By Daniel Dixon
Nancy Raven is a singer of songs who lives and works around here. I’m proud to declare that she’s also a friend of mine. This woman is a messenger of the truth. On stage or back stage, she never drifts off key.
Maybe that’s why she gets along so well with children. Kids can spot condescension and hypocrisy from here to eternity. But Nancy treats chlidren as though they stand just as tall as she does. She turns kids on, not off.
Each of Nancy’s thirteen recorded albums is intended for children.
But they’re not just for kids, she insists.
They’re for families. She sings for and about about the little guys, the big guys, the important guys, the forgotten guys. Nobody’s excluded. Everyone’s welcome to sing along.
Schools, libraries, and other institutions up and down California regularly invite Nancy to make their day.
I try not to instruct, she says.
I simply share what I know and feel. She also works in coffee houses, retirement villas, at public events, and in private homes.
No birthday parties, though, she says firmly.
Not any more. Except my own.
Nancy speaks English and Spanish, but also sings in Russian, Japanese, French, German, Italian, and Tagalog.
Music, she says,
is a universal language and singing is the most universal music. She accompanies herself on the guitar and has a repertoire of at least 500 songs — nonsense songs, comic songs, songs of protest, songs of celebration, songs of loneliness and regret, songs of wandering and wondering, songs of love found and lost and remembered. You name it, she sings it.
Wherever Nancy performs, she’s usually billed as a
folk singer. Well, maybe.
The classical folk singers — Joan Baez, for instance — have innocent voices. Their purity is ethereal. Like angels, they rarely get their tonsils dirty.
But Nancy’s voice is different. It belongs to an earthbound woman, and its timbre is shadowed and roughened by experience.
Here’s what I am, it tells us.
Here’s what I’ve seen and what I’ve learned. Here’s where it tickles. Here’s where it hurts.
And Nancy has taken some harsh punishment in her time. One of her three children, Jenny, died of a brain tumor.
That was a killer, she says.
But it led me into playing and singing for kids who had cancer, and also for kids who were mentally disturbed. A great experience. When things were really rough, music helped keep me going.
Nancy’s just turned seventy, but age and trouble haven’t marked her very much. She looks years younger than she really is, stands as erect as a West Point Cadet, and moves with the supple ease of a dancer. Her hair has turned white, but not her enthusiasms. She never runs out of things to do, places to go, sights to see, lessons to learn, or gas.
Art is another of Nancy’s passions. Her eye is as sensitive as her ear.
I was an art teacher before I was a musician, she told me.
That’s what I did for years. But even back then I used music as a tool in the classroom. Music, poetry, painting — they’re all related. As you learn about one, you learn about another.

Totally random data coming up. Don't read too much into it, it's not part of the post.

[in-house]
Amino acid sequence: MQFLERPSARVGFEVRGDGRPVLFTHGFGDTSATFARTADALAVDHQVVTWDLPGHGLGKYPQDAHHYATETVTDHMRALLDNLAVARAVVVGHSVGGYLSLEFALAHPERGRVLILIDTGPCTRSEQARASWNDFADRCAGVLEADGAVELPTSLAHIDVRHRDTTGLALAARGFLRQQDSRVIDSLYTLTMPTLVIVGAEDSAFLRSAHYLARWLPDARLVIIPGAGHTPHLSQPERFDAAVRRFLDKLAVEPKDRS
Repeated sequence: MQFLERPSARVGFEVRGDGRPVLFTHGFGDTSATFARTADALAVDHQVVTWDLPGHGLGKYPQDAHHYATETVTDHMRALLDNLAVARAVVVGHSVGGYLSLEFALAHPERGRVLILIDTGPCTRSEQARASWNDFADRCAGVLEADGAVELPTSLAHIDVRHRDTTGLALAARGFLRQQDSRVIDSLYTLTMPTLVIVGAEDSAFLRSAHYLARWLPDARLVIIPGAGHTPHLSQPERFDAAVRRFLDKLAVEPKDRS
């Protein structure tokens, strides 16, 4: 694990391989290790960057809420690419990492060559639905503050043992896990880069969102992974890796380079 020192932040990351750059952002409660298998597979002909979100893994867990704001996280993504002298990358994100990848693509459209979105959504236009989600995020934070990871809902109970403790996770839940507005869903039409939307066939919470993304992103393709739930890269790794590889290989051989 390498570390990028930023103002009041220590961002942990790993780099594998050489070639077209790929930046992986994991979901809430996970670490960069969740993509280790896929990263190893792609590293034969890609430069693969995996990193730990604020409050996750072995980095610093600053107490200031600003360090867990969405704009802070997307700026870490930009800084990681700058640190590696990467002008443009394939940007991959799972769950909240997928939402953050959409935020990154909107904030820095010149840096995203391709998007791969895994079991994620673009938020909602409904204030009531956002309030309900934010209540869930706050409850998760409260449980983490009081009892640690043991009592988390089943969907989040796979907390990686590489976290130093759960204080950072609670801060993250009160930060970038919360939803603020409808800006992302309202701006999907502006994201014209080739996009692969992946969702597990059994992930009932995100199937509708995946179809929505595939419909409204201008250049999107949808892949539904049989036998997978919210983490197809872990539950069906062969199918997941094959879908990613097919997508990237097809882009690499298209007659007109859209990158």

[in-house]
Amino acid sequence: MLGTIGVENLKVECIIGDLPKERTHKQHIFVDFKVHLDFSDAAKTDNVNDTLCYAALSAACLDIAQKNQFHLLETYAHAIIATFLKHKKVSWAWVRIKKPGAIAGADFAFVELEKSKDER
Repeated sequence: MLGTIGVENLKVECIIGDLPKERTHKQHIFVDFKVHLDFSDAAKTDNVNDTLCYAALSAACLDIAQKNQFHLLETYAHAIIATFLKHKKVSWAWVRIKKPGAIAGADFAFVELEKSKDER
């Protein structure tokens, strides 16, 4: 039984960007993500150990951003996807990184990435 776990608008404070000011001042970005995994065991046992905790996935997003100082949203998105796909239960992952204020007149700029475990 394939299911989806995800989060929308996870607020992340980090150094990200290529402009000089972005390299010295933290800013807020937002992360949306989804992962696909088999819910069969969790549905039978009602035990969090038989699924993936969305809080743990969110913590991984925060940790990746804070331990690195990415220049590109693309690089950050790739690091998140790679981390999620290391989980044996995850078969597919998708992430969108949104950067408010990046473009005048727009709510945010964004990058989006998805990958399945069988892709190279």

After her daughter died in 1984, Nancy decided to give up teaching and concentrate on her music. By then she was performing more and more for kids.
I appeared wherever they needed a human songbook, she says.
Schools, hospitals, libraries: one after another. It was very satisfying, but I began to get antsy after awhile. So a few years ago I packed up, moved here to Monterey, and made a new start.
These days Nancy lives in a small, cluttered house at the crest of a hill that overlooks the Monterey Bay. It’s crammed with books, keepsakes, works of art, and a whole orchestra of musical instruments, including a Chilean nose flute. No tuba, however.
Not yet, anyway, Nancy says.
Music is more fun to Nancy Raven than to anyone else I’ve ever known. She’s always ready to break out her guitar and into song, whether or not she gets paid. When she performs, she glows with the sheer pleasure of it. That glow makes other people want to join in, and pretty soon a party is in progress. Nancy likes a jamboree.
Not long ago she threw herself a birthday bash. It began at eleven o’clock in the morning and was still going strong at ten that night. Dozens of Nancy’s friends showed up, some from hundreds of miles away. Many also brought their instruments, mostly guitars.
When my wife and I arrived shortly after eleven, the first group to play was already tuning up. Anyone without something to toot, pick, rattle, or drum was supplied from Nancy’s collection. I was even permitted to strum my ukelele.
One of the guests that memorable day was Bob Phillips, who’s generally acknowledged to be the premier jazz pianist in these parts. He and Nancy have talked about teaming up for local gigs, and she’s already working on her material.
I’ve listened to a lot of jazz, she told me recently,
but I’ve never been a jazz singer. Now I’d like to give it a try. Different tunes, a different style, a different audience — it’ll be quite a challenge. But I think I can handle it. I’m ready for another change. She smiled.
It’s never too late to learn.
No, I guess it isn’t. Not for my friend Nancy Raven.